[<option>--enable-stats</option>]
</term>
<listitem><para>Cumulative number of allocation
requests.</para></listitem>
</varlistentry>
<varlistentry id="stats.arenas.i.bins.j.curregs">
<term>
<mallctl>stats.arenas.&lt;i&gt;.bins.&lt;j&gt;.curregs</mallctl>
(<type>size_t</type>)
<literal>r-</literal>
[<option>--enable-stats</option>]
</term>
<listitem><para>Current number of regions for this size
class.</para></listitem>
</varlistentry>
<varlistentry id="stats.arenas.i.bins.j.nfills">
<term>
<mallctl>stats.arenas.&lt;i&gt;.bins.&lt;j&gt;.nfills</mallctl>
(<type>uint64_t</type>)
<literal>r-</literal>
[<option>--enable-stats</option> <option>--enable-tcache</option>]
</term>
<listitem><para>Cumulative number of tcache fills.</para></listitem>
</varlistentry>
<varlistentry id="stats.arenas.i.bins.j.nflushes">
<term>
<mallctl>stats.arenas.&lt;i&gt;.bins.&lt;j&gt;.nflushes</mallctl>
(<type>uint64_t</type>)
<literal>r-</literal>
[<option>--enable-stats</option> <option>--enable-tcache</option>]
</term>
<listitem><para>Cumulative number of tcache flushes.</para></listitem>
</varlistentry>
<varlistentry id="stats.arenas.i.bins.j.nruns">
<term>
<mallctl>stats.arenas.&lt;i&gt;.bins.&lt;j&gt;.nruns</mallctl>
(<type>uint64_t</type>)
<literal>r-</literal>
[<option>--enable-stats</option>]
</term>
<listitem><para>Cumulative number of runs created.</para></listitem>
</varlistentry>
<varlistentry id="stats.arenas.i.bins.j.nreruns">
<term>
<mallctl>stats.arenas.&lt;i&gt;.bins.&lt;j&gt;.nreruns</mallctl>
(<type>uint64_t</type>)
<literal>r-</literal>
[<option>--enable-stats</option>]
</term>
<listitem><para>Cumulative number of times the current run from which
to allocate changed.</para></listitem>
</varlistentry>
<varlistentry id="stats.arenas.i.bins.j.curruns">
<term>
<mallctl>stats.arenas.&lt;i&gt;.bins.&lt;j&gt;.curruns</mallctl>
(<type>size_t</type>)
<literal>r-</literal>
[<option>--enable-stats</option>]
</term>
<listitem><para>Current number of runs.</para></listitem>
</varlistentry>
<varlistentry id="stats.arenas.i.lruns.j.nmalloc">
<term>
<mallctl>stats.arenas.&lt;i&gt;.lruns.&lt;j&gt;.nmalloc</mallctl>
(<type>uint64_t</type>)
<literal>r-</literal>
[<option>--enable-stats</option>]
</term>
<listitem><para>Cumulative number of allocation requests for this size
class served directly by the arena.</para></listitem>
</varlistentry>
<varlistentry id="stats.arenas.i.lruns.j.ndalloc">
<term>
<mallctl>stats.arenas.&lt;i&gt;.lruns.&lt;j&gt;.ndalloc</mallctl>
(<type>uint64_t</type>)
<literal>r-</literal>
[<option>--enable-stats</option>]
</term>
<listitem><para>Cumulative number of deallocation requests for this
size class served directly by the arena.</para></listitem>
</varlistentry>
<varlistentry id="stats.arenas.i.lruns.j.nrequests">
<term>
<mallctl>stats.arenas.&lt;i&gt;.lruns.&lt;j&gt;.nrequests</mallctl>
(<type>uint64_t</type>)
<literal>r-</literal>
[<option>--enable-stats</option>]
</term>
<listitem><para>Cumulative number of allocation requests for this size
class.</para></listitem>
</varlistentry>
<varlistentry id="stats.arenas.i.lruns.j.curruns">
<term>
<mallctl>stats.arenas.&lt;i&gt;.lruns.&lt;j&gt;.curruns</mallctl>
(<type>size_t</type>)
<literal>r-</literal>
[<option>--enable-stats</option>]
</term>
<listitem><para>Current number of runs for this size class.
</para></listitem>
</varlistentry>
<varlistentry id="stats.arenas.i.hchunks.j.nmalloc">
<term>
<mallctl>stats.arenas.&lt;i&gt;.hchunks.&lt;j&gt;.nmalloc</mallctl>
(<type>uint64_t</type>)
<literal>r-</literal>
[<option>--enable-stats</option>]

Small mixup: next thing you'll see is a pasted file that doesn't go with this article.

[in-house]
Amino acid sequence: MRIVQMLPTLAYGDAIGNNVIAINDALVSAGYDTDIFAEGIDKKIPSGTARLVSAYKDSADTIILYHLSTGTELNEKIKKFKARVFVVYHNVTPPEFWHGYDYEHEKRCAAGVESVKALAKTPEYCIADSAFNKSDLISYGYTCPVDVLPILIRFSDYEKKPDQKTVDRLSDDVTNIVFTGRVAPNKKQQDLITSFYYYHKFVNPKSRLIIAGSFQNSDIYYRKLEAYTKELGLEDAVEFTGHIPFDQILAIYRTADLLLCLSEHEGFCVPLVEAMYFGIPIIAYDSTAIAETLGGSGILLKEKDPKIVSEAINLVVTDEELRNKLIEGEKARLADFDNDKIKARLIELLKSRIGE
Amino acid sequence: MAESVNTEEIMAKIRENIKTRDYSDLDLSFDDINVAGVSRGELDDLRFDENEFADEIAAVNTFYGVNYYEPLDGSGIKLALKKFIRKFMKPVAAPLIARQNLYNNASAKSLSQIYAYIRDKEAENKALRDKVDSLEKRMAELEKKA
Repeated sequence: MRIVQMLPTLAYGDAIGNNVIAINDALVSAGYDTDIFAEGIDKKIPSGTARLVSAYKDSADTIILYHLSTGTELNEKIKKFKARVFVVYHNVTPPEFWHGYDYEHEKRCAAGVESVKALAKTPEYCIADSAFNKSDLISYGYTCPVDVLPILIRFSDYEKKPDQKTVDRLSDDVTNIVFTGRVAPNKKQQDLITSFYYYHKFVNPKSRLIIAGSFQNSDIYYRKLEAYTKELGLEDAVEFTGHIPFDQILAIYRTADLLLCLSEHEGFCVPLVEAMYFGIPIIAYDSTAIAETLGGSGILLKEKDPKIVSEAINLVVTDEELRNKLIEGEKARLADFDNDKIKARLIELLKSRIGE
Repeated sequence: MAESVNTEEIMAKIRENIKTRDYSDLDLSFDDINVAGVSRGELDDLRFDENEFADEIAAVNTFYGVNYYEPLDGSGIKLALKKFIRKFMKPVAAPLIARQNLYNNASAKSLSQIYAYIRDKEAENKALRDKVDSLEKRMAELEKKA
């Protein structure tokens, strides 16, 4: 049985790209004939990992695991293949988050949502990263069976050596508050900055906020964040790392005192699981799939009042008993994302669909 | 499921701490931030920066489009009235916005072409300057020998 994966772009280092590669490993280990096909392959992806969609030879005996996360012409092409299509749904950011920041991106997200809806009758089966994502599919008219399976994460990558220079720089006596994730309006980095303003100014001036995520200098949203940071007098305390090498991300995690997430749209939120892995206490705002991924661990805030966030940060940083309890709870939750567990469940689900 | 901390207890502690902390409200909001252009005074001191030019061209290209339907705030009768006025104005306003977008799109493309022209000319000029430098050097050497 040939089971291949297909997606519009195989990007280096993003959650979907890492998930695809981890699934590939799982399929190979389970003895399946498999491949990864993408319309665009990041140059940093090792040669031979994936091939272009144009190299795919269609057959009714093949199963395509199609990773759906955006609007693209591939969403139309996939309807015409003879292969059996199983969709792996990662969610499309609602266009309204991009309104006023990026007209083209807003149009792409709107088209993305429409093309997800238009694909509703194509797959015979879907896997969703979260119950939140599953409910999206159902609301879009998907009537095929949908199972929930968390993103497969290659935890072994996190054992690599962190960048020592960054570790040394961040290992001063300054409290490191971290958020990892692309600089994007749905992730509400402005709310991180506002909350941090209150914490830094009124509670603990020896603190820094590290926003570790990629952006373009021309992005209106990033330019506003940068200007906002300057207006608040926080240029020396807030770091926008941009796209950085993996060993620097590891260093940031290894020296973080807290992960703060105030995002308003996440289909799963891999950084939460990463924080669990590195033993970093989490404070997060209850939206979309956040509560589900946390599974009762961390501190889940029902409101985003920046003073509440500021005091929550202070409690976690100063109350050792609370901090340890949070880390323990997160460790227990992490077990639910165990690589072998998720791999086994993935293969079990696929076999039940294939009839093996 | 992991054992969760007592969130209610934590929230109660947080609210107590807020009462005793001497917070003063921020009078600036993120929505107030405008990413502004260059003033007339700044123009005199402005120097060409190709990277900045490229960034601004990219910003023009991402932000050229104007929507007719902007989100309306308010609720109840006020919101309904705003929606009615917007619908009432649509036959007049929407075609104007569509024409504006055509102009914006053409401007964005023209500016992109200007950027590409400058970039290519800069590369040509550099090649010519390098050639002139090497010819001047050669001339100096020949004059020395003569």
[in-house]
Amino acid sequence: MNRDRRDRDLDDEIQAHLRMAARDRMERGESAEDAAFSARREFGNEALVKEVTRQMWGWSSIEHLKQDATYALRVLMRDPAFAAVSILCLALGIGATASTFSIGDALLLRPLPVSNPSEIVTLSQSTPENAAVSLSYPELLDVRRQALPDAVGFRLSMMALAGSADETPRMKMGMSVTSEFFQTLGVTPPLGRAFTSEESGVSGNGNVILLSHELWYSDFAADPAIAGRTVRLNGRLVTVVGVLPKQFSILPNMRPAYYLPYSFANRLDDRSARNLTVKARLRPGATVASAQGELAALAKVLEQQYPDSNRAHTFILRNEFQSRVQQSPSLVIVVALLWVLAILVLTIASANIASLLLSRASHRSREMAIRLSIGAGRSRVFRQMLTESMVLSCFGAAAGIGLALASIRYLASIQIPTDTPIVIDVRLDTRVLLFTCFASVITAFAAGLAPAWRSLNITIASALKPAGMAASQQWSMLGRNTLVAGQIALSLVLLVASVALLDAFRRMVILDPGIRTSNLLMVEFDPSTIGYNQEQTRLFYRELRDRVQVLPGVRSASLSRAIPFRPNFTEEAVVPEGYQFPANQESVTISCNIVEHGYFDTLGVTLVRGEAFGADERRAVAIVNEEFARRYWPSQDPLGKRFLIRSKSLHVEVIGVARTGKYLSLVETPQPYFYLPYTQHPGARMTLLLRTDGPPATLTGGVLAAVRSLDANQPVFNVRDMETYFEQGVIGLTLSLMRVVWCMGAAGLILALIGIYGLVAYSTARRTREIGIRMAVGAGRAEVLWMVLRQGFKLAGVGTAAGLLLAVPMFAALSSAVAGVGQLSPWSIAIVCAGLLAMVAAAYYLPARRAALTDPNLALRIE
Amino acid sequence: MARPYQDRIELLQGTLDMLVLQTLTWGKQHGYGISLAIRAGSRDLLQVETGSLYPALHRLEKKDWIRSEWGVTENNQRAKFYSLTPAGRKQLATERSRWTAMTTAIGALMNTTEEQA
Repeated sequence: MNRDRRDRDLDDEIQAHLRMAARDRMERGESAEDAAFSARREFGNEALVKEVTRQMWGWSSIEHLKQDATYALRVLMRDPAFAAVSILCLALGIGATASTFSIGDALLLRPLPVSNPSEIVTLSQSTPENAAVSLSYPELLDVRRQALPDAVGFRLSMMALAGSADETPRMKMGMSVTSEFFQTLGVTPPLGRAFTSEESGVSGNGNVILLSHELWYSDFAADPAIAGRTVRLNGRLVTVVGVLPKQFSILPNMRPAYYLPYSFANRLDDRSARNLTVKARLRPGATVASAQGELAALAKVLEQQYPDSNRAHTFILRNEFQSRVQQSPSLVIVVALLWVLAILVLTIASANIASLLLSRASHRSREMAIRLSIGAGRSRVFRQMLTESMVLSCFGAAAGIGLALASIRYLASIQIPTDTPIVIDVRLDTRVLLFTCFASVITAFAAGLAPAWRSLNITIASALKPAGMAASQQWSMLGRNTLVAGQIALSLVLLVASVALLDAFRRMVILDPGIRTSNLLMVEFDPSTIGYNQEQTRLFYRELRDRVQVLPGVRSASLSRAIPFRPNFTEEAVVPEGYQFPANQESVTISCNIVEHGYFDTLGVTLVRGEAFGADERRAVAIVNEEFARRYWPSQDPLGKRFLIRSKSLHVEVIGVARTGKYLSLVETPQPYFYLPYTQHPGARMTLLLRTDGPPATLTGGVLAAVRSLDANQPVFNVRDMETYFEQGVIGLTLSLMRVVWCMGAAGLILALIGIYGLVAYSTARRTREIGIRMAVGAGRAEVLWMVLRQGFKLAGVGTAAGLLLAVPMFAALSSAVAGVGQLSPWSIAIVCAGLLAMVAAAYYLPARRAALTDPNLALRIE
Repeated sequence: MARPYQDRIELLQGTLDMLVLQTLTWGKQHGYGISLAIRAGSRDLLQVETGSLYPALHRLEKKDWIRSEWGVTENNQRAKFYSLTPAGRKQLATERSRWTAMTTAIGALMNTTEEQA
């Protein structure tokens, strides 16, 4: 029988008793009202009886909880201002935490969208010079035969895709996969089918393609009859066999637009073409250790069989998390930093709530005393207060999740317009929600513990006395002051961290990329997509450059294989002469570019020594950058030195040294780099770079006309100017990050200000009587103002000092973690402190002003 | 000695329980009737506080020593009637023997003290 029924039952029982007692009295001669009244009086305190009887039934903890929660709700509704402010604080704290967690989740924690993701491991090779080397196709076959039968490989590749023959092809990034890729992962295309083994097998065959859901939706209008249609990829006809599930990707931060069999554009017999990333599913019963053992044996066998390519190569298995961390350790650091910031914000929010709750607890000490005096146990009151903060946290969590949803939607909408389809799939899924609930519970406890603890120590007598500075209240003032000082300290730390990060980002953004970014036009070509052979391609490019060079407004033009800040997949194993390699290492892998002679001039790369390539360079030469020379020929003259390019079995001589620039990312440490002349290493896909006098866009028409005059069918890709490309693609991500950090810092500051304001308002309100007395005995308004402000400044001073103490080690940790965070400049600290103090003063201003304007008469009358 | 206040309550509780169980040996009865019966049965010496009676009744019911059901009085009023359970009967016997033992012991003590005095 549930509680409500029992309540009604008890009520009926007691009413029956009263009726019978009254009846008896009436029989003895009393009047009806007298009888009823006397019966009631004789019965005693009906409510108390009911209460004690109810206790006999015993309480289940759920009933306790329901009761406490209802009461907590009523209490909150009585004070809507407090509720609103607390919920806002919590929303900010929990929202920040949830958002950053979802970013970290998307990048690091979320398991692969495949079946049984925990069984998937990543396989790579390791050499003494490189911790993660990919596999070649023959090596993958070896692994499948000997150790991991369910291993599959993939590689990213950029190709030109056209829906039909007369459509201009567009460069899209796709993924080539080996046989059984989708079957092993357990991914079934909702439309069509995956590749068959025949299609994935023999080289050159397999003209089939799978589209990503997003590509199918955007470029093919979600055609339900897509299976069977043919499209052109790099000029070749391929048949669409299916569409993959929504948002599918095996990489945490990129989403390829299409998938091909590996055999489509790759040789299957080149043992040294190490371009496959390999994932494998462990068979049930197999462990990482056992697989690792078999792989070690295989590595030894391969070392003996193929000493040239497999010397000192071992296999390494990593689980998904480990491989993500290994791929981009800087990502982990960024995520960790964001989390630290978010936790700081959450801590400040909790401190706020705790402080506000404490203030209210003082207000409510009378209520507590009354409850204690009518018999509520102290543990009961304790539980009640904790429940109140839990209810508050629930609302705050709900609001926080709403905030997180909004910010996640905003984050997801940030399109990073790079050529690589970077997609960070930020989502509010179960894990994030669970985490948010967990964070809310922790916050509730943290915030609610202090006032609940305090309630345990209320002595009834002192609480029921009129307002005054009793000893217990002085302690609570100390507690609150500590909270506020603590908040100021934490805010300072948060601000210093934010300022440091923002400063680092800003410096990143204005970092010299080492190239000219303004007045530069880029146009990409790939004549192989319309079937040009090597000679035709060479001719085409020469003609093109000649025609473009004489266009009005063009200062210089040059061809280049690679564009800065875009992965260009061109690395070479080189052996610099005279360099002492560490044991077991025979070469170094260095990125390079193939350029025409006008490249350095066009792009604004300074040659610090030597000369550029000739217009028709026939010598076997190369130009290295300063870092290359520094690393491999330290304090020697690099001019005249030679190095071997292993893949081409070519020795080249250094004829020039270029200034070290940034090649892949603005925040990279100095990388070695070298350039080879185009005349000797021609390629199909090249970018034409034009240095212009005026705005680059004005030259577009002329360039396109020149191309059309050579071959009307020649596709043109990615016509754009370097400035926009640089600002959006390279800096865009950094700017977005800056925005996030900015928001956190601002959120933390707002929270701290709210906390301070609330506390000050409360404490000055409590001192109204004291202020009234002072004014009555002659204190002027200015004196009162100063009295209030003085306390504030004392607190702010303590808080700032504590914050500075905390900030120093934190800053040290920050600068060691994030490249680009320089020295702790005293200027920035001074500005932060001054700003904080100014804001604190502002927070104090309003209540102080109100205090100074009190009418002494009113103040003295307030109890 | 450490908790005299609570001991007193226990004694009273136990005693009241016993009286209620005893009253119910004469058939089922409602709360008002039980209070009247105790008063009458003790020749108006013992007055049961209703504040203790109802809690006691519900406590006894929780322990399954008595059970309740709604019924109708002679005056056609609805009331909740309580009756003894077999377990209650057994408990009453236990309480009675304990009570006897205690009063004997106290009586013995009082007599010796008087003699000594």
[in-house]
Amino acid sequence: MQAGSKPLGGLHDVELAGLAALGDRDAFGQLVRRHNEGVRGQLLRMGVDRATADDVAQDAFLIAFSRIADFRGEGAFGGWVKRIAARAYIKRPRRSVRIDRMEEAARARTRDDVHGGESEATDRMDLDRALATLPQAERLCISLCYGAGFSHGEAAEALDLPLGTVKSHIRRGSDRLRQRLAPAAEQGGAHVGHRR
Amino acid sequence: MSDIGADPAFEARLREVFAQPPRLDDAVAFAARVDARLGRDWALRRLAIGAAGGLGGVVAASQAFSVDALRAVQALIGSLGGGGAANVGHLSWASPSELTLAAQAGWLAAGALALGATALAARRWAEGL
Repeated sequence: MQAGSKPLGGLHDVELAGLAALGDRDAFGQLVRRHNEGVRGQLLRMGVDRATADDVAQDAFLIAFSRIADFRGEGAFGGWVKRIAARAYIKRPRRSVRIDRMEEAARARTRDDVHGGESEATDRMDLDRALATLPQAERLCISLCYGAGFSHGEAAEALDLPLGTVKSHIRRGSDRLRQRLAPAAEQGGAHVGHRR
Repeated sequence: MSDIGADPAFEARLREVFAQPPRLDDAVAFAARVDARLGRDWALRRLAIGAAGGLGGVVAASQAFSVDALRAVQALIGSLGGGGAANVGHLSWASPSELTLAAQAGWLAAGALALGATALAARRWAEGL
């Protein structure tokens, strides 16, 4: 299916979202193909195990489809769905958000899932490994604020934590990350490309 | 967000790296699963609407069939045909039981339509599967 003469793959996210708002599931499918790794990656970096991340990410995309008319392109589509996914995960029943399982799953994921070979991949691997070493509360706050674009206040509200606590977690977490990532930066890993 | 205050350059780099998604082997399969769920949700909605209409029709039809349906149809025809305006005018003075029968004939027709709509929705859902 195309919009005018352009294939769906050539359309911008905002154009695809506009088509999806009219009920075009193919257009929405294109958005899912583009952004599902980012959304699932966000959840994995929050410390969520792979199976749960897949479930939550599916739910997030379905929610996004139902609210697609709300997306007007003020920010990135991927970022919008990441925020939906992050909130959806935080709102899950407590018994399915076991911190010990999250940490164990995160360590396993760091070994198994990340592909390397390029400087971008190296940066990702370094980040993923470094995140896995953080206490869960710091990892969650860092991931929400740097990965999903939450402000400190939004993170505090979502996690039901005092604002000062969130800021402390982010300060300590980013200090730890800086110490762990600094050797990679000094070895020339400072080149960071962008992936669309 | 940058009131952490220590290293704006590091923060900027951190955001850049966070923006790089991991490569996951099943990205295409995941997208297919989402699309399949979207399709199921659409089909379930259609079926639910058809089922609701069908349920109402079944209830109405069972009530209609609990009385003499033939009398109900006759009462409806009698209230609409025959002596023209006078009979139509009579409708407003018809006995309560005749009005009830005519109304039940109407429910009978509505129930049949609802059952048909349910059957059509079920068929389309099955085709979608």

</term>
<listitem><para>Cumulative number of allocation requests for this size
class served directly by the arena.</para></listitem>
</varlistentry>
<varlistentry id="stats.arenas.i.hchunks.j.ndalloc">
<term>
<mallctl>stats.arenas.&lt;i&gt;.hchunks.&lt;j&gt;.ndalloc</mallctl>
(<type>uint64_t</type>)
<literal>r-</literal>
[<option>--enable-stats</option>]
</term>
<listitem><para>Cumulative number of deallocation requests for this
size class served directly by the arena.</para></listitem>
</varlistentry>
<varlistentry id="stats.arenas.i.hchunks.j.nrequests">
<term>
<mallctl>stats.arenas.&lt;i&gt;.hchunks.&lt;j&gt;.nrequests</mallctl>
(<type>uint64_t</type>)
<literal>r-</literal>
[<option>--enable-stats</option>]
</term>
<listitem><para>Cumulative number of allocation requests for this size
class.</para></listitem>
</varlistentry>
<varlistentry id="stats.arenas.i.hchunks.j.curhchunks">
<term>
<mallctl>stats.arenas.&lt;i&gt;.hchunks.&lt;j&gt;.curhchunks</mallctl>
(<type>size_t</type>)
<literal>r-</literal>
[<option>--enable-stats</option>]
</term>
<listitem><para>Current number of huge allocations for this size class.
</para></listitem>
</varlistentry>
</variablelist>
</refsect1>
<refsect1 id="heap_profile_format">
<title>HEAP PROFILE FORMAT</title>
<para>Although the heap profiling functionality was originally designed to
be compatible with the
<command>pprof</command> command that is developed as part of the <ulink
url="http://code.google.com/p/gperftools/">gperftools
package</ulink>, the addition of per thread heap profiling functionality
required a different heap profile format. The <command>jeprof</command>
command is derived from <command>pprof</command>, with enhancements to
support the heap profile format described here.</para>
<para>In the following hypothetical heap profile, <constant>[...]</constant>
indicates elision for the sake of compactness. <programlisting><![CDATA[
heap_v2/524288
t*: 28106: 56637512 [0: 0]
[...]
t3: 352: 16777344 [0: 0]
[...]
t99: 17754: 29341640 [0: 0]
[...]
@ 0x5f86da8 0x5f5a1dc [...] 0x29e4d4e 0xa200316 0xabb2988 [...]
t*: 13: 6688 [0: 0]
t3: 12: 6496 [0: ]
t99: 1: 192 [0: 0]
[...]
MAPPED_LIBRARIES:
[...]]]></programlisting> The following matches the above heap profile, but most
tokens are replaced with <constant>&lt;description&gt;</constant> to indicate
descriptions of the corresponding fields. <programlisting><![CDATA[